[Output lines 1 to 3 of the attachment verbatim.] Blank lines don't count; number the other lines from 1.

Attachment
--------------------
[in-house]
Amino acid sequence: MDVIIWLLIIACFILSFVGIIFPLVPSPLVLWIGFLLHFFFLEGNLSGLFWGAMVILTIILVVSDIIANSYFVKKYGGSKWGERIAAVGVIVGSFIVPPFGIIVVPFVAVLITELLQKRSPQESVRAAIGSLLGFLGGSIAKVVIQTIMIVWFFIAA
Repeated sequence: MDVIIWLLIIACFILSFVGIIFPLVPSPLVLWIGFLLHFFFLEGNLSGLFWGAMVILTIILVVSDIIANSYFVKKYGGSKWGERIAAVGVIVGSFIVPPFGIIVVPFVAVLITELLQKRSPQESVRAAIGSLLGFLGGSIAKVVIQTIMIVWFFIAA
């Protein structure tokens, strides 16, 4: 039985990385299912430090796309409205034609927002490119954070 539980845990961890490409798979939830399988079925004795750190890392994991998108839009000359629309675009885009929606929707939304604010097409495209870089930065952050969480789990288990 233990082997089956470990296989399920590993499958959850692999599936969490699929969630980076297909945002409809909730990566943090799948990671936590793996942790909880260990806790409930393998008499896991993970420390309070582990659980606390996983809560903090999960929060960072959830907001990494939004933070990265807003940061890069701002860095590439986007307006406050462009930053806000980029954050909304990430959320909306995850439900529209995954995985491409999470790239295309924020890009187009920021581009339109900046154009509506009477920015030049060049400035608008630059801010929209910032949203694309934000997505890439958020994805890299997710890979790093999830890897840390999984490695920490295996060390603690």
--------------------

[in-house]
Amino acid sequence: MDVIIWLLIIACFILSFVGIIFPLVPSPLVLWIGFLLHFFFLEGNLSGLFWGAMVILTIILVVSDIIANSYFVKKYGGSKWGERIAAVGVIVGSFIVPPFGIIVVPFVAVLITELLQKRSPQESVRAAIGSLLGFLGGSIAKVVIQTIMIVWFFIAA
Repeated sequence: MDVIIWLLIIACFILSFVGIIFPLVPSPLVLWIGFLLHFFFLEGNLSGLFWGAMVILTIILVVSDIIANSYFVKKYGGSKWGERIAAVGVIVGSFIVPPFGIIVVPFVAVLITELLQKRSPQESVRAAIGSLLGFLGGSIAKVVIQTIMIVWFFIAA